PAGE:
I was lucky enough to have a few words with Mr Jones afterwards, and I asked him why he thought the end of evolution was interesting enough to speak about; what implications he thought it had.

He was quick-witted, and simply said, it doesn't really matter at all, quoting Francis Bacon (see end). I.e. why do you care about the future?

This led into a short discussion about morality, and evolution's role in developing behaviours we might lable as "moral". Assuming evolution did have a role, I tried to advance a point that, with evolution ceasing, the opportunities for the "human gene" to develop further (more advanced?) moral traits would be much reduced - i.e. morally speaking, we would develop no further as a gene pool than we are right now. Interestingly he was much more sceptical than I about the role of evolution in the development of moral belief, but we did not get on to discussing any alternative for the source of our moral beliefs (e.g. random, culture, etc). At this point I realised I was out-staying my welcome, and took up no more of his time.

Afterwards, I wondered to myself (these are just wild thoughts of course):-

  • Is the current situation (no more evolution) a bad one. Who can tell, as who can say what direction evolution might take next. There are some who see a tale of human progress and increasing sophiscation, but is that just illusory?
  • Is evolution now past it, so that we are into the much quicker world of knowledge creation and growth, of which evolution is only one tool. I.e. we have evolved sufficiently far to have brains capable of sustaining complex societies, capable of creating computers, and engaging in pretty deep investigation into the universe, so that we need evolve no further?
  • Given that we are in a world of unsustainable life-styles and massive over-population, such that a huge crash is more than likely at some point, without an unprecedented degree of co-operation and self-restraint at a world and personal level, we could equally say that there is scope for evolution to find a vesion of the human gene without some of these destructive instincts, but that is probably flying in the face of reality.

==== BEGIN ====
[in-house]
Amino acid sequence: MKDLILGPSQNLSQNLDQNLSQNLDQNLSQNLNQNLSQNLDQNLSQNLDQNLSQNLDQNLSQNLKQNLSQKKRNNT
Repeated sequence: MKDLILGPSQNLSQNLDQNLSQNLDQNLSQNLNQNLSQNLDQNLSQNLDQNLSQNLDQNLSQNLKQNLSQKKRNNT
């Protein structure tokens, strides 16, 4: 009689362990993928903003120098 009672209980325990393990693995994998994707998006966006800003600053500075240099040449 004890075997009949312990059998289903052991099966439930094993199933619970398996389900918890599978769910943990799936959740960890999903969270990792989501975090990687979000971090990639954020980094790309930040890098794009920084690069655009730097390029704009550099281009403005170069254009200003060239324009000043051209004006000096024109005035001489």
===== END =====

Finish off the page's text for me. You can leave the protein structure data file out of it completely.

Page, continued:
• If evolution is also responsible for behaviours (e.g. helping others), which we loosely associate with the wider concept of morality, then we needed eons of creatures fighting and murdering each other in order to get to the commandment "Thou shalt not kill"! I.e. religion needs evolution, and all its infinite capacity for behaviours we call "ruthless" and behaviours we call "good", in order to have a context and reason for its morality.



WHAT DO I CARE? I have engendered no hostages to fortune, no prisoners of time unclocked. I bestow no burden of deoxyribonucleic acid, as heavy as its name is long, to tote for generations yet unborn into the far and indecipherable future. Why should I not lead a gay and carefree life, heedless of consequence, regardless of cost? It's nothing to me. When I die, the world dies with me. Though, for some odd reason I do care. I worry about those little eggs and sperms ununited, those embryo citizens of a dismal future without the stars. What can I do to make it better for them? I don't know. It seems that everything we try to do to make things better ends up making things worse, and that the preferable course if we do not know what's going on is to do nothing. But, that's not an option. So we do the best we can, and maybe it's improving in some ways and worsening in others; but we have no vantage from which to view the big picture, and perhaps there is none. So, posterity, here's to you. I'll do my best, however clumsy it may be, to leave you a world that's inhabitable if nothing else, and in return I ask you to honor my shade and forgive my mistakes. Shake, it's a deal.

He that hath wife and children hath given hostages to fortune; for they are impediments to great enterprises, either of virtue or mischief.

- Francis Bacon (1561 - 1626),

Essays, Of Marriage and Single Life (1625).